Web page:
Date of Award

9-2003

Degree Type

Thesis

Degree Name

Doctor of Philosophy (PhD)

Department

Physics

Supervisor

Professor Paul B. Corkum

Abstract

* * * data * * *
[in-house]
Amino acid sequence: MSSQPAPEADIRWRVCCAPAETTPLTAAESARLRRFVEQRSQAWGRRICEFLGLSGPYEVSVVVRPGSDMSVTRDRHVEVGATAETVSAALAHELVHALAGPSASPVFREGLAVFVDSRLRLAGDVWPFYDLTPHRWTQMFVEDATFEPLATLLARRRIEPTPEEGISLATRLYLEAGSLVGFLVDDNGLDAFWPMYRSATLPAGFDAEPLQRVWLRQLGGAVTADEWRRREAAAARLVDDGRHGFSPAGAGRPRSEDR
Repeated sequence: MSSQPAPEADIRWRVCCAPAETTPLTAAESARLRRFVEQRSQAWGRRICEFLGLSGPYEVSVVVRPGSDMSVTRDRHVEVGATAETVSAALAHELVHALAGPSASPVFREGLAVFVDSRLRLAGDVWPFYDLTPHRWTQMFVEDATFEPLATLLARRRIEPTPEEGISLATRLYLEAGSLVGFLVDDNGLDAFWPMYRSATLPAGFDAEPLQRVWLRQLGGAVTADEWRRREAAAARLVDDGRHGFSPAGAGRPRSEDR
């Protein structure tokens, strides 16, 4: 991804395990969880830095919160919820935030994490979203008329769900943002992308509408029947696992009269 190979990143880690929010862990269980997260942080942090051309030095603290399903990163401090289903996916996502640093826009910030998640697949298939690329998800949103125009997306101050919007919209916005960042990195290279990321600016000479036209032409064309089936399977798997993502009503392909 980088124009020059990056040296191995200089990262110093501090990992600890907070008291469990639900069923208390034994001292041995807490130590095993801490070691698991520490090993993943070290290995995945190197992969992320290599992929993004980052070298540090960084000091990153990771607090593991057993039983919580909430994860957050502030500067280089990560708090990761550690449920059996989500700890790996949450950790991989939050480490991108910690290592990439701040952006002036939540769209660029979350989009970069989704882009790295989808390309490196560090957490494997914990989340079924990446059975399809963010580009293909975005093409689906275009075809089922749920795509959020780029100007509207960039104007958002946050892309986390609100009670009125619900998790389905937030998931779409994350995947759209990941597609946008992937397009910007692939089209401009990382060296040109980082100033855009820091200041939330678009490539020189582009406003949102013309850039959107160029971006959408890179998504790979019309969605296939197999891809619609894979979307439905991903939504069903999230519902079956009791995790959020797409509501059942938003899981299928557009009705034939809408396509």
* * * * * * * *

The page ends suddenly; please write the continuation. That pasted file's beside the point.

Recent technological advances have brought the possibility of directly imaging polyatomic molecular dynamics within reach. Consequently, several diffractive and non-diffractive time-resolved imaging techniques are currently under development worldwide. The work described here was motivated by the desire to pioneer the femtosecond laser-initiated Coulomb explosion approach to molecular imaging. The research project's original objective has been met using a unique instrument that can measure and correlate multiple three-dimensional ion velocities. Using this state-of-the-art machine, the first Coulomb explosion images of triatomic molecules have been produced. Furthermore, the apparatus has been employed to demonstrate that existing ultrafast laser technology is sufficient to confine virtually any molecule inertially during its multiple ionization. In conjunction with the instrument's novel capabilities, the Coulomb explosion process has been exploited in numerous other applications. For instance, a time-resolved method for directly imaging rotational wave packets in diatomic molecules has been demonstrated. Further, a high-sensitivity technique has been developed for detecting non-sequential "shake-off' double ionization in molecular deuterium. In other experiments, the optical timing of ion flight has been demonstrated, which should enable the fabrication of the world's smallest time-of-flight mass spectrometer. Finally, the instrument's excellent momentum resolution has given rise to an entirely new technique for observing molecular dynamics: electron self-diffraction imaging.

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